Report of the Human Rights and General Liberties Subcommittee of Parliament [Archives:2001/40/Reportage]

October 1 2001

Prepared for publishing by Ismail Al-Ghabiri
The Human Rights and General Liberties of the Parliamentary Sub-Committee issued a report on its field visit to a number of central prisons and temporary detention centers in the governorate of Hodeidah, Hadramaut, Abyan and Lahaj. It is clear that from this report, prepared by the sub-committee, that the prisons suffer a number of difficulties including over-congestion, carelessness and a long delay in dealing with disputes.
During the information collection stage in security departments, police stations and the criminal investigation departments, the committee observed the following:
– Some of the detainees, particularly the ones detained at the Criminal Investigation Bureau in Hodeidah, have exceeded the period of one month, which is inconsistent with the paragraph (g) of Article No. 48 of the Constitution.
– Some persons are detained because of simple civil cases that have nothing to do with the criminal investigation.
– Juveniles are detained together with adults, under the pretext that they have no special rooms for detaining juveniles.
– Lack of coordination between the criminal investigation departments and the other security departments and the prosecution, with exception for the governorate of Hadramaut
– Some emergency and temporary detention centers are unfit, particularly the criminal investigation office and the emergency detention center in Hodeidah, Mukala’s security office, and al-Qaten’s Security office in Hadramaut.
– Lack of food and medical provisions at the emergency and temporary detention centers in almost all the governorates.
– Lack of electricity supply and adequate ventilation at the detention centers in al-Mukala, the criminal investigation office in Hodeidah, Lahaj’s security department and al-Qaten’s prison in Hadramaut.
– Prolonging the period of questioning of some detainees and not abiding by the extension of the concerned courts in most cases.
– Some prosecutions neglect following up with and regularly visiting the emergency and temporary detention centers, with the view of checking the legality of the procedures taken.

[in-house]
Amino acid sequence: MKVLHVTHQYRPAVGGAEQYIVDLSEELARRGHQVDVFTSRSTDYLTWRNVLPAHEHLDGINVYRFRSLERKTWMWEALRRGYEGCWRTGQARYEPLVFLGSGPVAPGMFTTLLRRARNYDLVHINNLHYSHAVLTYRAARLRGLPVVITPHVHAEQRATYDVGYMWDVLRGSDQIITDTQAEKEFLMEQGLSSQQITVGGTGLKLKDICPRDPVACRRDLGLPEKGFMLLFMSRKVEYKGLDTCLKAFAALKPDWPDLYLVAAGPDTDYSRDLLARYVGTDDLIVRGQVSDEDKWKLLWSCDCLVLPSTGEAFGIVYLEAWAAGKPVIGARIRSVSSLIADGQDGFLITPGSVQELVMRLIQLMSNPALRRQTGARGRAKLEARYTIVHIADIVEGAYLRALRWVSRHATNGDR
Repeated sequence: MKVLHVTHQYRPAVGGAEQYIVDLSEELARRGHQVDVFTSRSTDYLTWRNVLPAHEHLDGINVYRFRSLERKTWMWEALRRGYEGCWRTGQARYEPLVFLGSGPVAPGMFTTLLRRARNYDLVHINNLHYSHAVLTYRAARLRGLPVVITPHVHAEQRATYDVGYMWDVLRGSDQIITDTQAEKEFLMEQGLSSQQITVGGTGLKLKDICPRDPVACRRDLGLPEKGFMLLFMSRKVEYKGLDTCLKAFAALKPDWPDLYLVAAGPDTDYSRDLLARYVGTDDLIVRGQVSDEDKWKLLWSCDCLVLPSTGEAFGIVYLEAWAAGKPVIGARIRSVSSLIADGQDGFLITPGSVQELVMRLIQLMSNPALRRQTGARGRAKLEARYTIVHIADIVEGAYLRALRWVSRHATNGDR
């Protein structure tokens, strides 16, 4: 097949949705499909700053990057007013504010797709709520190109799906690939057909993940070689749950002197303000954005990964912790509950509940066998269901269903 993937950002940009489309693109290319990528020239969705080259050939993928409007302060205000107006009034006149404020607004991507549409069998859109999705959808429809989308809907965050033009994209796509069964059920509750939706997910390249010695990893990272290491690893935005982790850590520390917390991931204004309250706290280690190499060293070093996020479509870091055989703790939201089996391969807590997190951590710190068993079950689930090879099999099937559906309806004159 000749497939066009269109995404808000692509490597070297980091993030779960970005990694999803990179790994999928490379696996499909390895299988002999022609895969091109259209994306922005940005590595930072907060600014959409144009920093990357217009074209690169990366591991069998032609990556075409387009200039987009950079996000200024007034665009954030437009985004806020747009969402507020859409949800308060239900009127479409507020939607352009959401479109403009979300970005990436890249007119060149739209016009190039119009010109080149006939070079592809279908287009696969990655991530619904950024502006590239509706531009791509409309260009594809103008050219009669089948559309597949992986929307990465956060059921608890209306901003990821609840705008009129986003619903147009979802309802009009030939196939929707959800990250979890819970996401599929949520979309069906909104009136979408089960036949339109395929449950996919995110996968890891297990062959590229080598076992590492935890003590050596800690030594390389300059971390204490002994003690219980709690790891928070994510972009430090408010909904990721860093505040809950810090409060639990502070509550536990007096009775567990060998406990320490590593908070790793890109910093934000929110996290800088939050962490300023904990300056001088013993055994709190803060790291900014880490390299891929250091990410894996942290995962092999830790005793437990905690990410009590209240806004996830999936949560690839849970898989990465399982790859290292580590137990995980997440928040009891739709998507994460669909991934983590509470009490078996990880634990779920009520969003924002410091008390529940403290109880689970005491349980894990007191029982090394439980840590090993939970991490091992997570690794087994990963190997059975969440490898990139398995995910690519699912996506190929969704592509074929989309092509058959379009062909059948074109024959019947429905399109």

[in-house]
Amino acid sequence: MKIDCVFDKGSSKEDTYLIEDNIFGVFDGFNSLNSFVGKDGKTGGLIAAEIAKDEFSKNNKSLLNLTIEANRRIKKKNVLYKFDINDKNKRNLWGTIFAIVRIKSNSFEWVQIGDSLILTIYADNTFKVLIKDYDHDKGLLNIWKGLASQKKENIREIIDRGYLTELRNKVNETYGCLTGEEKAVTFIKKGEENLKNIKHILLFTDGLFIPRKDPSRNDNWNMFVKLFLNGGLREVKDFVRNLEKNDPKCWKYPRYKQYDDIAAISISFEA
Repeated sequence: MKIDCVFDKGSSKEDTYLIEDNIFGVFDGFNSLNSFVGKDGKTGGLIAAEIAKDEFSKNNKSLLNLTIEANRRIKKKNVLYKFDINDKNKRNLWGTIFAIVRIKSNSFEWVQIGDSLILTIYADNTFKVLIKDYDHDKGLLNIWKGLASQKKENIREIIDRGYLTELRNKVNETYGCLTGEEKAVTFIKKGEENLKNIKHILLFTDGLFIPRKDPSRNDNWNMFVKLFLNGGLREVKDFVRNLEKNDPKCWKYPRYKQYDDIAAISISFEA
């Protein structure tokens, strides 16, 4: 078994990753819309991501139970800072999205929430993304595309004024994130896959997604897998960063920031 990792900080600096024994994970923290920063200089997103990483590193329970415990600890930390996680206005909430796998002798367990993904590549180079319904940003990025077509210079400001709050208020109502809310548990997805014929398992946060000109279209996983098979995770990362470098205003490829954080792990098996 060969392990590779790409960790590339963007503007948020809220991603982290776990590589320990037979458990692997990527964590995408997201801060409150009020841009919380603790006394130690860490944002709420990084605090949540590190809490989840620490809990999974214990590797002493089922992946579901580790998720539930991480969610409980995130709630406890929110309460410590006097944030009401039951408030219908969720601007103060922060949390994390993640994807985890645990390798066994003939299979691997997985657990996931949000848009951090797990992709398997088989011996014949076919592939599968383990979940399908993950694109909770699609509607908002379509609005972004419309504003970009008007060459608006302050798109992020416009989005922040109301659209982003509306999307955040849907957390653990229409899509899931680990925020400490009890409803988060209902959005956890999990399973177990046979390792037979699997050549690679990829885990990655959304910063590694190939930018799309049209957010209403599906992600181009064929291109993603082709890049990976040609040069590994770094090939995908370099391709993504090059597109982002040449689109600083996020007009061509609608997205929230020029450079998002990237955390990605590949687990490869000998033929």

– Not providing the prisons’ administrators with copies of the verdicts made against the prisoners immediately after issuing them.
– Some prosecution departments do not follow up with the application of the final verdicts and the release of detainees immediately after the elapsed period of detention stipulated by the verdicts, as well as not following up on the cases of detainees who have completed the term of imprisonment issued against them.
– Some persons are in detention for simple cases which could be solved by having guarantees instead of detention.
– Some people were found to be in detention although they had completed the prescribed period for the investigation of the prosecution, namely at the Abyan Central Prison.
The committee also observed the following irregularities at courts and prosecution:
– The legal proceedings at primary and appeals courts are processed in a very slow manner, and the delay of many settlements of so many cases at the Supreme Court, as the committee observed that there are many detainees who have spent one year in prison whose cases are still pending at courts.
– The courts do not abide by the sessions’ timetables, which in turn gives the chance to the people willing to proceed and follow up their cases and prolongs the period of detention for the people who cannot pay the lawyers’ fees.
– Courts do not carry out even the final verdicts.
– Al-Qaten court in Hadramaut is understaffed, resulting in further delays in the processing of the different cases.
– The committee also observed that the situation of the central prison has not yet improved, and that most of them lack the necessary facilities needed, despite the recommendations of the parliament to the government to tackle this issue.
Observations of the Committee
Central prisons in the governorate of Hodeidah, Abyan and Sayoun are overcrowded. Also, Hodeidah Central Prison has inmates which are the double number of its capacity.
– Classifying the inmates according to article 32 of the Prisons Regulating Act (PRA) with exception to article No. 5 are not enforced at prisons, as the committee has observed that the adult inmates are detained together irrespective of their crimes. Also, adult and juvenile inmates are detained together at Hodeidah, Mukala, and Sayoun prisons, especially during the daytime. Similarly, Yemeni and foreign inmates are detained together, although they suffer serious infectious diseases according to the officials of the prisons, and this is a violation of article No. 32 of the PRA.
– Mentally deranged persons at Hodeidah and Mukala prisons are detained together with the normal inmates and are in a dire need of medical care.
Central prisons in Hodeidah, Lahaj, Sayoun and Abyan lack training workshops for inmates.
Recommendations of the Committee
The committee is urging the government to make the necessary remedies and solutions that ensure reducing the number of crimes and the reasons leading to committing crimes; enacting by-laws regulating the work of the judicial and inspection authorities; ensuring the prompt application of the issued final verdicts; providing the required funds for the establishment of workshops at central prisons; establishing asylums and providing them with its different requirements; releasing any detainees who have completed their detention period; and qualifying the administrative staff in charge of prisons.